PITTSBURGH — For years, Jimmy Hoffa was rumored to be buried under Giants Stadium.
It’s official: Heinz Field is the graveyard of Browns coaches.
Rob Chudzinski was fired Sunday night, about five hours after a season-ending 20-7 loss to the Steelers. He became the third Browns coach since 2008 to be fired after a loss in Pittsburgh in the finale, following Romeo Crennel in 2008 and Pat Shurmur in 2012. Eric Mangini was fired after a home loss to the Steelers in 2010.
Chudzinski was caught off guard by the dismissal after one season. It officially came after a short meeting Sunday night after the team buses returned to the facility in Berea. Reports that his job was in jeopardy only surfaced Sunday morning.
Less surprising was the loss to the Steelers. The Browns have dropped seven of eight and 19 of 21 in the lopsided rivalry. They’ve lost 10 straight at Heinz Field.
“It was a difficult day. It’s been a difficult season,” Chudzinski said minutes after the game. “I thought the guys wanted this game badly. We all did.
“They played extremely hard all the way to the very end, which they’ve done all season, and I’m proud of them for that.”
The seventh straight loss sealed Chudzinski’s fate. The Browns (4-12) had never lost the final seven games of a season.
Chudzinski was praised by CEO Joe Banner after a 4-5 start, but the Browns never won again and the organization cited “a concerning step backward in the second half of the year” in the statement announcing his firing.
Chudzinski would certainly point to the difficult issues he faced as a rookie coach as factors in the poor record.
Running back Trent Richardson was traded after two games and a suitable replacement wasn’t found. Chudzinski used three starting quarterbacks. The best, Brian Hoyer, was lost for the season with a torn anterior cruciate ligament after going 3-0. He was handed a lack of depth at several positions.
The Browns were also close to having a much better record, blowing fourth-quarter leads in three straight games in December.
The skid gave the Browns the No. 4 pick in the NFL Draft, scheduled to start May 8. They will draft behind Houston, St. Louis (with Washington’s pick) and Jacksonville.
The Browns missed their chance to beat each AFC North rival in the same season for the first time. They didn’t stand much of a chance against Pittsburgh quarterback Ben Roethlisberger.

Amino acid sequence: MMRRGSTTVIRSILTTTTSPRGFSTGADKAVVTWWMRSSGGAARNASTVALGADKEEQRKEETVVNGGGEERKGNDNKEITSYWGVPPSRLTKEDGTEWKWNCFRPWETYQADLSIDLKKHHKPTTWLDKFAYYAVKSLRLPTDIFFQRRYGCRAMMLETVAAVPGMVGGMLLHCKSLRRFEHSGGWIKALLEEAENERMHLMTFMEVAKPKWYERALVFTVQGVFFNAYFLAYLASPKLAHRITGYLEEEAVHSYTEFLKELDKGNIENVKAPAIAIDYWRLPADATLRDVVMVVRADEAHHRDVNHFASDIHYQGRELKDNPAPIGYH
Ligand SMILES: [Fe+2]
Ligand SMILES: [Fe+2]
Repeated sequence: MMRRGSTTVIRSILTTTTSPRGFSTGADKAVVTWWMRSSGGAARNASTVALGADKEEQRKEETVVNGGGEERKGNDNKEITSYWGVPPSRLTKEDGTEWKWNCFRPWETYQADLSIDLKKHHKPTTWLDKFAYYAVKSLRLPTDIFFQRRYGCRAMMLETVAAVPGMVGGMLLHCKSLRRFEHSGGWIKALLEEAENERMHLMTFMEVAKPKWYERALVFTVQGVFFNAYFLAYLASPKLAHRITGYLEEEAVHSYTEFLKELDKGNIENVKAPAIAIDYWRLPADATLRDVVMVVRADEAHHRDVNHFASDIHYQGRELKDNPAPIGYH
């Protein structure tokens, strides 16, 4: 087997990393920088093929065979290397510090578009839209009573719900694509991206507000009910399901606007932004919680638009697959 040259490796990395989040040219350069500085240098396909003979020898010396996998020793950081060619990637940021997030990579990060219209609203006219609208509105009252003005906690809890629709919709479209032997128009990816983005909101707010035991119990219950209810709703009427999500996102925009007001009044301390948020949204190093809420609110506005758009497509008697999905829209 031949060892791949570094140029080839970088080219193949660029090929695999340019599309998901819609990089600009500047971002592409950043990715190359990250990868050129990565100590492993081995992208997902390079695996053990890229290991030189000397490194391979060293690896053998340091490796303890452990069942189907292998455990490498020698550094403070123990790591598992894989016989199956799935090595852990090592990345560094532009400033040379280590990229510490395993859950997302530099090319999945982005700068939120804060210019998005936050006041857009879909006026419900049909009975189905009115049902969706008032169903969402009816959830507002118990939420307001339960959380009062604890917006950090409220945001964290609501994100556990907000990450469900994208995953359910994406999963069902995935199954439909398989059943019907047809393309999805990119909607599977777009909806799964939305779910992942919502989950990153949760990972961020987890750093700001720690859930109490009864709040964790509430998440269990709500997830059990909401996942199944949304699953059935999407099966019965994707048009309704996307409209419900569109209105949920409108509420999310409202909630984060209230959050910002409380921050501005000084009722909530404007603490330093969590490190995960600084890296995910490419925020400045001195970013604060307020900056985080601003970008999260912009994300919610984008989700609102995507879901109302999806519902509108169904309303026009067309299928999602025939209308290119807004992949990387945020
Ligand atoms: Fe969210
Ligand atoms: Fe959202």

He improved to 17-1 vs. the Browns and 9-0 vs. them in Pittsburgh. He threw a 9-yard touchdown to Jerricho Cotchery on Pittsburgh’s first drive, setting the tone. The lead steadily grew from there and the Browns only avoided a shutout with a 35-yard catch-and-run by running back Fozzy Whittaker with 2:46 left.
Roethlisberger went 19-for-31 for 179 yards with a touchdown, two interceptions and a 61.1 rating.
The Steelers (8-8) rallied from an 0-4 start to the season to the cusp of the postseason. They kept alive their playoff hopes with the win, but wound up on the outside after San Diego beat Kansas City in overtime. The Chargers made it as the sixth seed in the AFC.
“I’m really proud of what has happened,” Roethlisberger said. “Guys continued to fight and never quit.”
Browns wideout Josh Gordon never stopped making catches and picking up yards despite having the stomach flu and receiving fluids intravenously.
He caught seven passes for 82 yards and became the first Browns player to lead the NFL in yards receiving with 1,646 in 14 games. The yards are a franchise record and the 10th-most by a player in a season in NFL history.
Gordon averaged 117.6 yards per game, leading the league and ranking sixth in NFL history. He paced the team with 87 catches, fourth in Browns history.
Gordon left the locker room without talking to reporters.
The Browns had a couple of chances to hang around early but couldn’t capitalize.
They put together a promising drive with their second possession, moving to the Pittsburgh 25-yard line for a third-and-9. But quarterback Jason Campbell was hit by end Brett Keisel as he stepped up in the pocket and fumbled. Chris Carter recovered.
An interception by linebacker Craig Robertson quickly gave the Browns the ball back at the Pittsburgh 35, but they couldn’t get a first down. Chudzinski went for it on fourth-and-4 from the 29 instead of trying a 47-yard field goal, but Campbell’s throw was behind receiver Josh Cooper, who was unable to make a one-handed catch.
The Browns went 0-for-3 on fourth down, all incompletions by Campbell, who went 23-for-41 for 240 yards, a touchdown, an interception and a 71.2 rating.
The Browns were 1-for-6 on third down in the first half, while the Steelers went 4-for-6.
Chudzinski tied Jacksonville’s Gus Bradley for worst record among the six rookie head coaches. Chudzinski is the only one likely to get fired.
Arizona’s Bruce Arians went 10-6, San Diego’s Mike McCoy went 9-7 and made the playoffs, Philadelphia’s Chip Kelly was 9-6 entering Sunday night, Chicago’s Marc Trestman was 8-8 and Buffalo’s Doug Marrone 6-10.
The Browns interviewed Kelly, Trestman and Marrone last season before hiring Chudzinski.
“I think our guys fought their butts off, played extremely hard, we were in every ballgame,” said Campbell, who went 1-7 as the starter. “A lot of that is because of the coaching staff we have, installing in guys not to give up, not to quit.
“We had some tough losses. I can think of three, four or five games that could have been on the other side.”
The Steelers finished with at least a .500 record for the 10th straight regular season. They have had three coaches since 1969.
The Browns have lost at least 10 games 12 times since 1999, including six straight seasons. They have fired six coaches since 2000 — Chris Palmer, Butch Davis, Crennel, Mangini, Shurmur and Chudzinski.
Contact Scott Petrak at (440) 329-7253 or firstname.lastname@example.org. Fan him on Facebook and follow him on Twitter @scottpetrak.